Vantage Point is an unintentionally funny thriller
By Sheri Linden
Straight out of the slice-and-dice school of film-making, Vantage Point fractures chronology and perspective in a vain attempt to disguise its flimsiness.
Director Pete Travis has assembled an international cast to exploit the vaguest of notions about terrorism in Barry L. Levy’s script. Tracing a half-hour period of a calamitous day from multiple points of view, the screenplay tosses in an of-the-moment camcorder angle. But there’s no rhyme, reason or intrigue in this story of a presidential assassination, and unintentional laughs outnumber the moments of suspense.
The action—the film is all incident and mechanics, with no context, reflection or resonance—unfolds, over and over, in Salamanca, Spain. World leaders have gathered for a groundbreaking World Summit Against Terrorism, and the president of the US (William Hurt) is about to speak at a midday rally in the city’s Plaza Mejor. In a mobile studio near the plaza, a TV news producer, Rex (Sigourney Weaver, in a brief, by-the-numbers turn), orchestrates her channel’s coverage of the event. Rex is surprised to see Thomas Barnes (Dennis Quaid) among the Secret Service agents. Bullets seem to follow Barnes; President Ashton is shot moments after beginning his remarks. Two explosions go off, followed by pandemonium, a freeze frame and a flash-backward through the preceding 19 minutes of the film.
The action stops again and rewinds, as it will do several times more, to take viewers through the events immediately surrounding the attacks. Tedium, not depth, accumulates. Intended big reveals are ho-hum, and each retelling merely adds a piece or two of information, along with increasingly ludicrous action.
Roving cameras, quick cuts and propulsive music keep things moving, but they can’t make them matter. Playing barely conceptualized stock characters, the actors provide rudimentary performances.
In the central role, one probably meant to evoke the kind of conflicted heroism of Clint Eastwood’s character in In the Line of Fire, Quaid comes closest to suggesting a human being. With his clenched body language, he clearly is trying to get under Barnes’ skin. But unlike Eastwood, Quaid is given nothing to work with in this hamfisted scenario.
Depp is bloody good in Sweeney Todd: The Demon Barber of Fleet Street
By Kirk Honeycutt
It’s 19th century London and everyone is singing, but when arterial blood sprays from the opened throat of Signor Adolfo Pirelli, you know this is no My Fair Lady.
Stephen Sondheim’s award-winning musical Sweeney Todd: The Demon Barber of Fleet Street, a savage tale of cannibalism, madness and serial murder, is now Tim Burton’s Sweeney Todd: The Demon Barber of Fleet Street. The show couldn’t have fallen into better hands. With realistic gore replacing the stylistic bloodletting in the stage version, Sweeney loses some of its darkly comic tone—not a lot of laughs here except the nervous kind.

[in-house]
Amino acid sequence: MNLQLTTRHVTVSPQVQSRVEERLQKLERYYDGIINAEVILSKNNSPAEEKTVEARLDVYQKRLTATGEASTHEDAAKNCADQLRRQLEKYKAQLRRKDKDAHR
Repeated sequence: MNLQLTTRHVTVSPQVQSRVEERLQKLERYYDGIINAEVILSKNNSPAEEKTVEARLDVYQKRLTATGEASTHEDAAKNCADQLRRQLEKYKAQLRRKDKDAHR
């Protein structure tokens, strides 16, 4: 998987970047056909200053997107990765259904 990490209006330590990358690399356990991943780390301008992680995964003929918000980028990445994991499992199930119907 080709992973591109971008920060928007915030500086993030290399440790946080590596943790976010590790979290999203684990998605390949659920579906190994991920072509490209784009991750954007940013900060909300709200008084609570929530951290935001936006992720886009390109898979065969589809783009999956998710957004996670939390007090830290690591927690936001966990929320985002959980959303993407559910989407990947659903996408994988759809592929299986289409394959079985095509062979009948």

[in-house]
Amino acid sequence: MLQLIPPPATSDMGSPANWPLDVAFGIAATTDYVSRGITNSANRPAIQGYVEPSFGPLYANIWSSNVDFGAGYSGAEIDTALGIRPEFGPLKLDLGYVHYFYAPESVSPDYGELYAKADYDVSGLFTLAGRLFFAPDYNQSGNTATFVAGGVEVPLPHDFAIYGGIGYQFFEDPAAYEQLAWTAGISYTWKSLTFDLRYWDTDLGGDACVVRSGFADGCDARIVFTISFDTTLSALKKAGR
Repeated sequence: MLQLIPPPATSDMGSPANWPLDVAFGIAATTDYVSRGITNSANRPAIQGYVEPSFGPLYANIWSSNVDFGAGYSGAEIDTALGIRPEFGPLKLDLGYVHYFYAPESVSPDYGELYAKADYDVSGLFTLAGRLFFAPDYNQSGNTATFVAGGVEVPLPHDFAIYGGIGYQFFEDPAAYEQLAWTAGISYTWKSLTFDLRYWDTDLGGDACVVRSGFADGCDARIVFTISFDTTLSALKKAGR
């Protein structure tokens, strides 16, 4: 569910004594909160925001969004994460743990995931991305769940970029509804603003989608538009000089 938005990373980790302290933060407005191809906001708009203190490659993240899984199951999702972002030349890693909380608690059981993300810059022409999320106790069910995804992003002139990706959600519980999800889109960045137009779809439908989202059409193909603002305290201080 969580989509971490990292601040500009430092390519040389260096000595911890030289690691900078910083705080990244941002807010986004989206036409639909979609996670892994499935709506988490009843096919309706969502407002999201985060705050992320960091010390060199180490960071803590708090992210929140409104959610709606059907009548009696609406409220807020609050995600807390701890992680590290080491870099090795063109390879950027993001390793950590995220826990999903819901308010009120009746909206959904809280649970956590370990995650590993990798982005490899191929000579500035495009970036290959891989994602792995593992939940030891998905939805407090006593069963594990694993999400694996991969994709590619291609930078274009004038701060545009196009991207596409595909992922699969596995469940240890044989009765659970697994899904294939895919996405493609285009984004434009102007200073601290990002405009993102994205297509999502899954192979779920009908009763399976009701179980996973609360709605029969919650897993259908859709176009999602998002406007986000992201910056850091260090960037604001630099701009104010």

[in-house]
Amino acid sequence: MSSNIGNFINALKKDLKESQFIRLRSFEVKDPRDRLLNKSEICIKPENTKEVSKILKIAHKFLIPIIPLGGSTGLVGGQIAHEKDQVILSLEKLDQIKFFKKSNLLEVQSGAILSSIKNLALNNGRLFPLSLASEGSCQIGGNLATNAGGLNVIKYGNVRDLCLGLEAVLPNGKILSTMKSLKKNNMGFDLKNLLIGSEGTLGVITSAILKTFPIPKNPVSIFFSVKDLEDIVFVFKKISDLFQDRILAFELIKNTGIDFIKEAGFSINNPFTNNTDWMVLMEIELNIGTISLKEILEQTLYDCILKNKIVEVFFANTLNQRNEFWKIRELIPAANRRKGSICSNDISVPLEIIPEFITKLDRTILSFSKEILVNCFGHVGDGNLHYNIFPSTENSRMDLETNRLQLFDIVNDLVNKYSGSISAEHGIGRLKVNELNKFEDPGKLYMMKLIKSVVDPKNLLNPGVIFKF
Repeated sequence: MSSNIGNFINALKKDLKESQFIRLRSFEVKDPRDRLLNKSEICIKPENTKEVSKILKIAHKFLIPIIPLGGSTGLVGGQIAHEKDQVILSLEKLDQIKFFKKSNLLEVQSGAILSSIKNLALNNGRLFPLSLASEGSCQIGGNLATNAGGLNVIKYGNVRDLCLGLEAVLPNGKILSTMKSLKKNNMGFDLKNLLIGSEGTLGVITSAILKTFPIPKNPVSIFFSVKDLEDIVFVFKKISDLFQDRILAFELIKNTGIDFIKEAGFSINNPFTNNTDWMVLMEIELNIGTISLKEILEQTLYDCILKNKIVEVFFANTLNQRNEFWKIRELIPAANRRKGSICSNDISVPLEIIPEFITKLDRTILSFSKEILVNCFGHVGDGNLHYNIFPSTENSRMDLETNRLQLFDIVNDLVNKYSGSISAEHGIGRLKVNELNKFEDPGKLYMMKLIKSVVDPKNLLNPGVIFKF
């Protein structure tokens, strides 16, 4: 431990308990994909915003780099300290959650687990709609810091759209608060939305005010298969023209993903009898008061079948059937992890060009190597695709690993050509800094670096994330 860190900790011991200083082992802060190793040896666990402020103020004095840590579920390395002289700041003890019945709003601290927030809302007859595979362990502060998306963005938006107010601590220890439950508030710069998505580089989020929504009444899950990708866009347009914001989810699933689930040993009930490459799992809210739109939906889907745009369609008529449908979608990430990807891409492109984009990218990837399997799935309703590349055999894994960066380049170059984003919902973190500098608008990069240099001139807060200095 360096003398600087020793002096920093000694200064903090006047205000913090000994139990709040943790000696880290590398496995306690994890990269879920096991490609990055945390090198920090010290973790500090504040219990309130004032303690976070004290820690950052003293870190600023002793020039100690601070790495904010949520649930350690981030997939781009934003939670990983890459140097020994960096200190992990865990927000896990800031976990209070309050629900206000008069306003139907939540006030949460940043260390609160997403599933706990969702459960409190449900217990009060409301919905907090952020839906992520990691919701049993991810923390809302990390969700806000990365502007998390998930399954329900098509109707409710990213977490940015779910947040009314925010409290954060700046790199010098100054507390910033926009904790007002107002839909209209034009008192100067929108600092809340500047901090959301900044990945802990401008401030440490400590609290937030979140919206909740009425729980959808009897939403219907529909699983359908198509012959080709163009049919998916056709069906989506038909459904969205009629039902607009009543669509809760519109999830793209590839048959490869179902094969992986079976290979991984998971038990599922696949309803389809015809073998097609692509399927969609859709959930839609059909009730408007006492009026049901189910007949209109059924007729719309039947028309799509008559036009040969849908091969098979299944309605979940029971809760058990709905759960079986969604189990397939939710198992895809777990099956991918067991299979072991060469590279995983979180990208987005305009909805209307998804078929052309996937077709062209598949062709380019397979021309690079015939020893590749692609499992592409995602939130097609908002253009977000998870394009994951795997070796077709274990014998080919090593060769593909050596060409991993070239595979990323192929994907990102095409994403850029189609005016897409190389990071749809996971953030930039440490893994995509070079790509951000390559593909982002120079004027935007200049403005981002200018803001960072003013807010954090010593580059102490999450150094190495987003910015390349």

Sweeney Todd comes from an obscure British melodrama—which might or might not have been based on true 18th century events—about a deranged barber who slit the throats of customers and his landlady who served the victims up in meatpies.
Except for imaginary sequences or flashbacks to happier days, the film has a monochromatic look with colour drained from cityscape. Johnny Depp and Bonham Carter dress mostly in stark dark clothes with black circles around the eyes, almost as if the figures in Burton’s Corpse Bride served as models.
Depp is the movie’s heart and guts. His Sweeney, nee Benjamin Barker—having escaped false imprisonment in Australia after 15 years—is ruled by revenge upon his return to London. Presented with his razors, which Lovett (Bonham Carter) has lovingly guarded all these years, he grasps a blade with his firm right hand. “At last, my arm is complete again,” he thunders.
His homicidal rage centres on Judge Turpin (a dour Alan Rickman), a vile sexual predator who had Benjamin arrested by henchman Beadle Bamford (a smarmy Timothy Spall) so he can steal Benjamin’s wife (Laura Michelle Kelly) and baby daughter. Sweeney learns that his wife poisoned herself and Turpin, who took the baby as his ward, lusts after the now grown woman Johanna (a wan Jayne Wisener). Anthony (Jamie Campbell Bower), a young sailor who rescued Sweeney at sea, now longs to do likewise for Johanna on land.
The musical numbers ooze with Sondheim’s audacious wit and scathing lyrics. A lullaby conveys menace. A waltz celebrates conspiracy. Cynicism runs through all the songs’ social critique.
The blood juxtaposed to the music is highly unsettling. It runs contrary to expectations. Burton pushes this gore into his audiences’ faces so as to feel the madness and the destructive fury of Sweeney’s obsession. Teaming with Depp, his long-time alter ego, Burton makes Sweeney a smouldering dark pit of fury and hate that consumes itself. With his sturdy acting and surprisingly good voice, Depp is a Sweeney Todd for the ages.